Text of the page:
Its a big, active mess in here, but it was really amazing to hear them debate which month in my calendar was their favorite, to hear Kayla describe the kind of completely abstract painting she's drawn to and might buy from me when they move to their new home in New Orleans a few months later, and to experience what it feels like to have neighbors this close.
In fact, my stepfather just came to visit us from Boston and spent his last night watching the college basketball final game with John, til midnight in the house next door, because we don't have a TV. There are many other neighbor stories I can tell, but my point here is, art making is also relationships, vulnerability and being seen. I am having whole new experiences as a first time home and studio owner, being in a midwestern town, and prioritizing community above many other things I might have before.
1. My solo show at Barickuda Gallery closes this Saturday, October 22 with a Q & A and talk. The gallery is open from 4:30 - 6 pm, and I'll start talking at 5 pm. We'd love to see you. More details here. If you'd like to see the show but you're far away, I'll do a livestream on Saturday on instagram which you can watch by simply going to my insta feed (instagram.com/hannahburrstudio) on Saturday during those hours. Or, leave a comment here and I can send you a PDF of the work in the show once its down.
2. There are still a few calendars left but they're going fast! I've been selling them at local pop ups and on my shop, where shipping this year is included. I will bring some to the closing event where you can also get them this Saturday. Here's where to buy them online.
Before I share about sparkiness, I want to extend an invitation to the WestSideArt Hop this weekend. Please join us if you are in the area (of Ann Arbor MI). Details here. Lots of new things to see!
Was there a small creative spark in your early years that became a vivid theme in the work that you do today?
I recently came across this little paper remnant from when I was a kid because it relates a lot to my artwork. I don't remember the specifics, but what I vaguely recall is that this paper was from a listening and noticing exercise I was invited to do for a class in middle school.
This is the piece of paper I wrote on. It had been folded into fours. It's something I keep on my bulletin board to remind me of how impressionable we are as kids and how simple things like this exercise can shape a life.
List making in and of itself has come into my work many times, most notably in Empty Full, in which I inventoried every single object I own as both a list, and as a single calculated volume of space, which then was shared as a hollow cylinder in the same volume, with the list of objects on the floor of the structure.
In Yardsale, while I was holding an object with all of the usual stuff for sale, I asked each customer to cross off of a list an item of their choice for every object they bought. The list was of intangible things I was, I felt, ready to let go of at that time in my life. The list has things like: "Taking the bigger piece of pie" and "laughing when it's not funny".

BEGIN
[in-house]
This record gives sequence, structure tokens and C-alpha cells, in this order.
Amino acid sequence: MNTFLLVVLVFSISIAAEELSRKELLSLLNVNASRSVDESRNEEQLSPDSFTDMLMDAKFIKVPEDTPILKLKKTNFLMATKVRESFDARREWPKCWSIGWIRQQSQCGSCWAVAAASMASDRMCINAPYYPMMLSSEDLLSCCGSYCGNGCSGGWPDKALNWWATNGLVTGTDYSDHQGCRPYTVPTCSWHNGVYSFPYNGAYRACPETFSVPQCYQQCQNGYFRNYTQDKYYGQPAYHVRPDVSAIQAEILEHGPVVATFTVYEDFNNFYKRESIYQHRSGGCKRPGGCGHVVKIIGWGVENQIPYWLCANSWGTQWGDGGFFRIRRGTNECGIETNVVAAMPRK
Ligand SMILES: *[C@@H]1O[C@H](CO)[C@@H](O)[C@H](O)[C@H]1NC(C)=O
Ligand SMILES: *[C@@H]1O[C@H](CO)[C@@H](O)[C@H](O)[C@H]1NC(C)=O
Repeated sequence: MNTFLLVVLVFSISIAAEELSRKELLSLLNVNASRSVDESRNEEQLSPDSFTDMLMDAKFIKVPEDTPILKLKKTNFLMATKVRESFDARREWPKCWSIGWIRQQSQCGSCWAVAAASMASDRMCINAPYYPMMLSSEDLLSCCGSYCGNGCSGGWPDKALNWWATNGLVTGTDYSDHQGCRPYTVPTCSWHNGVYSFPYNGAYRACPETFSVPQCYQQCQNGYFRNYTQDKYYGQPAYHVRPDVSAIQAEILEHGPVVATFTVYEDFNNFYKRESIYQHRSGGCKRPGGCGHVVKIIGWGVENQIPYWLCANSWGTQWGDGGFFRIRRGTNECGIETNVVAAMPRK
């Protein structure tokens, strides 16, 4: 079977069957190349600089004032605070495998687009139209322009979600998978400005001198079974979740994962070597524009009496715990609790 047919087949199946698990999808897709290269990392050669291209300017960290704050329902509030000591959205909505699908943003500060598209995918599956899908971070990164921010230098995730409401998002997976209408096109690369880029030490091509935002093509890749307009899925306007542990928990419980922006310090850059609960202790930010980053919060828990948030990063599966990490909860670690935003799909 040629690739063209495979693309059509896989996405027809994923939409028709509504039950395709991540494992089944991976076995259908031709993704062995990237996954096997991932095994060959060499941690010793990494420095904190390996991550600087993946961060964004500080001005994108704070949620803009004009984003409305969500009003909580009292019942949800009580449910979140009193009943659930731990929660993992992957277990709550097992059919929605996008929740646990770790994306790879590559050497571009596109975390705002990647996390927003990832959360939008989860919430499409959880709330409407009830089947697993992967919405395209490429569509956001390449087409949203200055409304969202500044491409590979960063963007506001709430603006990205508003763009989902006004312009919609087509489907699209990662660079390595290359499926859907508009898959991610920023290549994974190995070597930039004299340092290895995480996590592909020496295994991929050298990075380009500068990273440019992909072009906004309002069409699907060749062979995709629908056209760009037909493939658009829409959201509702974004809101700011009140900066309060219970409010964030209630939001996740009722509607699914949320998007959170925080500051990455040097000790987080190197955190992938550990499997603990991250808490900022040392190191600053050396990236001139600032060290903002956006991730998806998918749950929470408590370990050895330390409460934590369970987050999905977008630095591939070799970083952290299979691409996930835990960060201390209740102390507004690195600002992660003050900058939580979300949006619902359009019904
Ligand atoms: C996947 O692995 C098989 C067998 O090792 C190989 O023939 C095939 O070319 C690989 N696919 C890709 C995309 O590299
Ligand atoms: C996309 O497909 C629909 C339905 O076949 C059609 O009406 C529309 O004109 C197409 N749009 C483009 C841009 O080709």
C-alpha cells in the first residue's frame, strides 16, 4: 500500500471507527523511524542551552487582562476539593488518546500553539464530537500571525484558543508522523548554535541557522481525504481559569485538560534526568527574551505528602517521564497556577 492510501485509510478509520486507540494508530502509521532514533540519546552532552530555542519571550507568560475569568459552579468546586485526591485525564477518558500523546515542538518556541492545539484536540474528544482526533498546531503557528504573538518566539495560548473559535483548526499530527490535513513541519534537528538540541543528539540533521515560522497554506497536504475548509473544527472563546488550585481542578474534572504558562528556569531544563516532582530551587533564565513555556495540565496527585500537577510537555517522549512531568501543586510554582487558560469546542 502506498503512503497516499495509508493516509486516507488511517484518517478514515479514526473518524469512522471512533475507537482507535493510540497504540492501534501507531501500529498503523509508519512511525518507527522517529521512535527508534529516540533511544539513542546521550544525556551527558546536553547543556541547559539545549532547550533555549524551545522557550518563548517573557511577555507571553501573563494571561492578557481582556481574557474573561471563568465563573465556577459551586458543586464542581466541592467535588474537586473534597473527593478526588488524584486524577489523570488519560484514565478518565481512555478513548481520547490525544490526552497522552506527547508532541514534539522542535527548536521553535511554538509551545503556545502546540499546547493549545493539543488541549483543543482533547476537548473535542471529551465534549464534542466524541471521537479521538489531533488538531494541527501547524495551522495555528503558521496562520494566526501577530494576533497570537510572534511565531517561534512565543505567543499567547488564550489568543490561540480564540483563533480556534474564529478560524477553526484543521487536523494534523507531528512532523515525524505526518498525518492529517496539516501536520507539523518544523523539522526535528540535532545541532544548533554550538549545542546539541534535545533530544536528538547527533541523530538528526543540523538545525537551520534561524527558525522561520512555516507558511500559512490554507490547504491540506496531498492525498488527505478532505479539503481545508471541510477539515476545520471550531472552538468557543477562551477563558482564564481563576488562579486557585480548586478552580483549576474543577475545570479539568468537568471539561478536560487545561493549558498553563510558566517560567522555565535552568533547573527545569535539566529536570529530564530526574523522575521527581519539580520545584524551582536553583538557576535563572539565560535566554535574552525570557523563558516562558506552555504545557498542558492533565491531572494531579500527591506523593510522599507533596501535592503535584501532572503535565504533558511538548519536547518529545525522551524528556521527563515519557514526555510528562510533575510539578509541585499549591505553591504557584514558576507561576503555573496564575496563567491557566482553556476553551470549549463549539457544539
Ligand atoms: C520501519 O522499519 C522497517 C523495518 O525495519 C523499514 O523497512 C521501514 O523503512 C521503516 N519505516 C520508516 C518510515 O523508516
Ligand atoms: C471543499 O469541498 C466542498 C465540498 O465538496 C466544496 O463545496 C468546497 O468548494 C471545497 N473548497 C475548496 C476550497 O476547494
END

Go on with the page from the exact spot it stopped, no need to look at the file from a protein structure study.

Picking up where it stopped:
Visual Traces of Groups of Work. I and five volunteers observed what was happening in the gallery: minute repeating events that are a part of a group at work, that became a list as part of the work, and then got translated into different types of adhesive marks on the walls and floor of the gallery, exhibited along with the list.
Lists also feature heavily in my third book the Elements: a love letter to all thing everywhere. Here, the objects and areas in which each element is found, are listed for all 118 chemical elements, as well as their behaviors, qualities and uses. All of my books except the very first have Indexes, another kind of list and another way to explore and enter the content of the books.
Spot Count asked others to list their noticings in open public spaces like a weedy lot or a park, much like I was asked to do in school long ago, though they moved through the space like you would for a bird count, or for a forensic search, but in my project, leaving colorful marker wherever they stood and observed.
I'm also excited to share that this same theme is coming forth in a new book project that will be ready to fully to share in just a few months. It's a book called Field Guide to Ambiguity, and is about all of the situations in which ambiguity is present, as well as some of the strategies we use to deal with it. It is essentially a list of such ambiguous situations, paired with a new artwork, reflections and variations on each situation, as well as beautiful design by my collaborator Patrick Barber in Detroit. Patrick has contributed much to the building of this book, the structure and the editing process as a book designer and a designer specifically of Field Guides as luck would have it.
I can't wait to share it with you, but for now, let's return to the piece of paper that inspired this post!
Do you have something from your childhood that made a huge impact on your livelihood, artwork or other creative work in a significant way?